This year will be an important year not only politically but moreover historically and socially. It is an opportunity to take stock of the past, present and future.
Flags from across the world are everywhere for the World Cup and are about to adorn Scotland for the Commonwealth Games. In the ongoing 2014 debates and discussions the Scottish flag is very much so in the public eye. Maybe the Saltire should also be voted on.
It has not always been around and there is no reason why it should remain the same in the future. Scottish people, from the epicentre of the enlightenment, should do what they are good at: challenging norms, innovating, creating, future-gazing and striving for equality and people’s voices to be heard. Nations unite around a common purpose and past. The creation of an army, a police force, an education system “united” many “new” countries. That unity can be superficial, especially when imagined histories are established. Citizens essentially rally around symbols like flags. But who creates them or are they just “aye been”?
That is why a rethink about many of the things that make us Scottish might help us to gain a deeper understanding of our past, articulate our offering at the present and move forward positively and collectively.
The Scottish flag we know today, was not necessarily the dominant one in the Bannockburn battlefields 700 years ago. Indeed on inception it only represents one group of the many peoples who occupied what eventually was called Scotland.
It dates from 832 when the King of Alba did battle on an East Lothian battlefield. Allegedly, a white cross appeared set against the blue skies above Athelstaneford. It is unclear when St Andrew officially became patron saint of Scotland although by 1286 Seals showed an “X” shape and inscriptions noted his name.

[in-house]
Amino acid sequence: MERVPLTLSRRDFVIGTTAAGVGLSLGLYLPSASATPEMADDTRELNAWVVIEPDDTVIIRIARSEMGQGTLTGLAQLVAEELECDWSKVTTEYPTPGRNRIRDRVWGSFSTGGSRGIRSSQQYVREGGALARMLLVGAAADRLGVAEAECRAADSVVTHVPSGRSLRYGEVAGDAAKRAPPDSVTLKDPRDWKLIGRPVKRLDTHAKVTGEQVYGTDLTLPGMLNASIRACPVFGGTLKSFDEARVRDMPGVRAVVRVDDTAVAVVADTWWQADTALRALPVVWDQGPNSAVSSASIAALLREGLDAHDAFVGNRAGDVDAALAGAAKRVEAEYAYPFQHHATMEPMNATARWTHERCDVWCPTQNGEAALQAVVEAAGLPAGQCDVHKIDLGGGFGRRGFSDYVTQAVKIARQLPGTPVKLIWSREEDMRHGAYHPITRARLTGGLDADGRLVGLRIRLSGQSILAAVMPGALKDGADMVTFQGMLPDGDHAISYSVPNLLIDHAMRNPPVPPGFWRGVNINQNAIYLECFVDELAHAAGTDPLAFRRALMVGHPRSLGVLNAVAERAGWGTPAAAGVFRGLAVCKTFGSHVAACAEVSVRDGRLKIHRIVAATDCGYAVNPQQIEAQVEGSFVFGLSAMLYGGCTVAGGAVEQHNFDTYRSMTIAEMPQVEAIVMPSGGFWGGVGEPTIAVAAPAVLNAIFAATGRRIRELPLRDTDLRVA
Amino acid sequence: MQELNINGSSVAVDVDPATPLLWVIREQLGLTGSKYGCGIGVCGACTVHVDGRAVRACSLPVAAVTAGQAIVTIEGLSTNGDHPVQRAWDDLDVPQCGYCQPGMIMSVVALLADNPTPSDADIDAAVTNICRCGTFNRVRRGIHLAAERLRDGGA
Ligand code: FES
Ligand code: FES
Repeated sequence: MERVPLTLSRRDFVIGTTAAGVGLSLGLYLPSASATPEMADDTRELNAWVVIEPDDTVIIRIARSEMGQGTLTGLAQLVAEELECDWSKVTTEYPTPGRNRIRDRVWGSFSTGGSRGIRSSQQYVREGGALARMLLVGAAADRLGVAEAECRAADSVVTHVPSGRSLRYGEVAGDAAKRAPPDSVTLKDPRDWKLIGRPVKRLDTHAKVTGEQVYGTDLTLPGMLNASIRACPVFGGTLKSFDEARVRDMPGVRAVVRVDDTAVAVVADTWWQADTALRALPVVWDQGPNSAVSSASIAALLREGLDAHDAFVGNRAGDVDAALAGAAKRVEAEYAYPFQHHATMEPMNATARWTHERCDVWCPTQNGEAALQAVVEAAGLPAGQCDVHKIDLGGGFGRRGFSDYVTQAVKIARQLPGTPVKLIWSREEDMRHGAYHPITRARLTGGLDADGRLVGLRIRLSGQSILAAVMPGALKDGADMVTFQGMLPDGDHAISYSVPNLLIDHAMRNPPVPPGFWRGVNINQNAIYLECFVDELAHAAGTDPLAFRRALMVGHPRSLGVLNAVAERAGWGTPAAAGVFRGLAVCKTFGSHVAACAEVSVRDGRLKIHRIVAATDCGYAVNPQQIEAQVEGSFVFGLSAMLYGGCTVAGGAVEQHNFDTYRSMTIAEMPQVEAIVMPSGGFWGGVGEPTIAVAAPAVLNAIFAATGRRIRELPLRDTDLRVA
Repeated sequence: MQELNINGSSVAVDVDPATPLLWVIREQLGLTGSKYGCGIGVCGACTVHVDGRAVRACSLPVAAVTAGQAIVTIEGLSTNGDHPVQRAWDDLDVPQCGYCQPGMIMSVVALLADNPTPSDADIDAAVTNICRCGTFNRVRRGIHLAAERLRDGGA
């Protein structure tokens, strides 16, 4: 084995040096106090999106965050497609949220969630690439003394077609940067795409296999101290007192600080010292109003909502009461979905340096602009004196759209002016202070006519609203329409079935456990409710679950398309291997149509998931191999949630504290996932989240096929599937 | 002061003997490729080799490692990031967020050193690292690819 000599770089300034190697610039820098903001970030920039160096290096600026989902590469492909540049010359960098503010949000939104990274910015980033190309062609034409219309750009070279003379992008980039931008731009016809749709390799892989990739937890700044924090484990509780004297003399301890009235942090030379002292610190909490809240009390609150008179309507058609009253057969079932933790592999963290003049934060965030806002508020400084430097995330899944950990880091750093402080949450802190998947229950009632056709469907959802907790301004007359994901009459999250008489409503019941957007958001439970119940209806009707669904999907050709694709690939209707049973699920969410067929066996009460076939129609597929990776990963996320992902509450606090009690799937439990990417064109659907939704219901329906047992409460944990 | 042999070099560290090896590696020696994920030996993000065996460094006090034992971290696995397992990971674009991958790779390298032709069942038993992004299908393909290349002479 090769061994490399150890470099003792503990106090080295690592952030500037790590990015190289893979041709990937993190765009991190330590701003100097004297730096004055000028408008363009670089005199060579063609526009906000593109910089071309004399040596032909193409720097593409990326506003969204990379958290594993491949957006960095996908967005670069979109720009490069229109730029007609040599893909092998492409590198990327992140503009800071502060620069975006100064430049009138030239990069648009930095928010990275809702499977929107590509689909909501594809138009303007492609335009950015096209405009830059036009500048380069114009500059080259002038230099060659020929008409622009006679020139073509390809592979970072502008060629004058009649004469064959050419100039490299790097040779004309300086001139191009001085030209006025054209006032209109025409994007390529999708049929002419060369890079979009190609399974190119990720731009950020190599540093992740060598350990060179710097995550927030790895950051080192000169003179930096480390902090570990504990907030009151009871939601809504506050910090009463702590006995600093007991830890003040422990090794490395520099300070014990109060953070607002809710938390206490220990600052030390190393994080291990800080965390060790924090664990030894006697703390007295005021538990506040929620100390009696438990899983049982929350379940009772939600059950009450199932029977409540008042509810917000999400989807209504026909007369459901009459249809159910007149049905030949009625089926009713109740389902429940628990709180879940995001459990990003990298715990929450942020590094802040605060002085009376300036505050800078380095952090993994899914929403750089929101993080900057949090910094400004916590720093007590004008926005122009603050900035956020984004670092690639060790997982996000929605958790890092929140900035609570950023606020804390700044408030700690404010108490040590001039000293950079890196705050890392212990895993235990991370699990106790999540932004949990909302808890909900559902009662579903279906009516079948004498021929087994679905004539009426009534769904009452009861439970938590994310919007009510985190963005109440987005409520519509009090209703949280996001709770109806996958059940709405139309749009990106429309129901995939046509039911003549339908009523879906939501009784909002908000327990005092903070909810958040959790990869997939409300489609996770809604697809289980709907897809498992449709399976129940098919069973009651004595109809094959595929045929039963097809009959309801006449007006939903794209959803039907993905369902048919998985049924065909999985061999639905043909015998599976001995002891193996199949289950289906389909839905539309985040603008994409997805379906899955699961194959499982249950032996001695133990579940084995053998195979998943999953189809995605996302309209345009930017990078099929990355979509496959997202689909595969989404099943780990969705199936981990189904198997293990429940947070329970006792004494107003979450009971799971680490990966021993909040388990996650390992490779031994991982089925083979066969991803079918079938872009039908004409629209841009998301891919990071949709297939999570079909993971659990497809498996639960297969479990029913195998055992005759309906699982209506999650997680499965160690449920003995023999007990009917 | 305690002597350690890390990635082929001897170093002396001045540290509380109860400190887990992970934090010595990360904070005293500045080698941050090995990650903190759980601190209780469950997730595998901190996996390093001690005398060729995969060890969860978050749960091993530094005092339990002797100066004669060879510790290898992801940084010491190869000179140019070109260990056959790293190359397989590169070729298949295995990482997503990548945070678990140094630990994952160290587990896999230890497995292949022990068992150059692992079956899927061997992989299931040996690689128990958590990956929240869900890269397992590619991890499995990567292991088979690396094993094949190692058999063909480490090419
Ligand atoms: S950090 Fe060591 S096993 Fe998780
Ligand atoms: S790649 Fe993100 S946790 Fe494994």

Many Scots today would be unaware of how a foreign fisherman links to Scotland.
By 1385, a parliament decree, as Scots prepared to raid England, stated that every man would bear St Andrew’s cross but set against black cloth.
Later in the century this symbol began to appear on coins. However blue was still not a feature. Indeed, the Douglas standard, carried into the Battle of Otterburn (1388) had a green background and also contained the lion as a predominant symbol.
It might have been 1460 before the white Saltire against a blue background first appears in the “blue blanket” standard of the Edinburgh incorporated trades. Again it was not the predominant symbol and was vertical and to one side of the banner.
Alas, it is the colour scheme we know today and which is now the central and only symbol on the Saltire and which also features on the Union flag. The history of that flag is also one of multiple choice and variations. For the Union Flag as it stands was not the only initial design. There were several. Things could have looked very different.
The act of deciding upon symbolic flags has pressed many, even the European Union. Following a design competition 1400-plus proposed flags were whittled down to 12 by an international jury before yellow stars adorned its blue background. With that history of options and change locally, nationally and internationally, and the creativity going into new flags, is it time for us to look at a new flag for Scotland?
Neil McLennan is an author, educator and social entrepreneur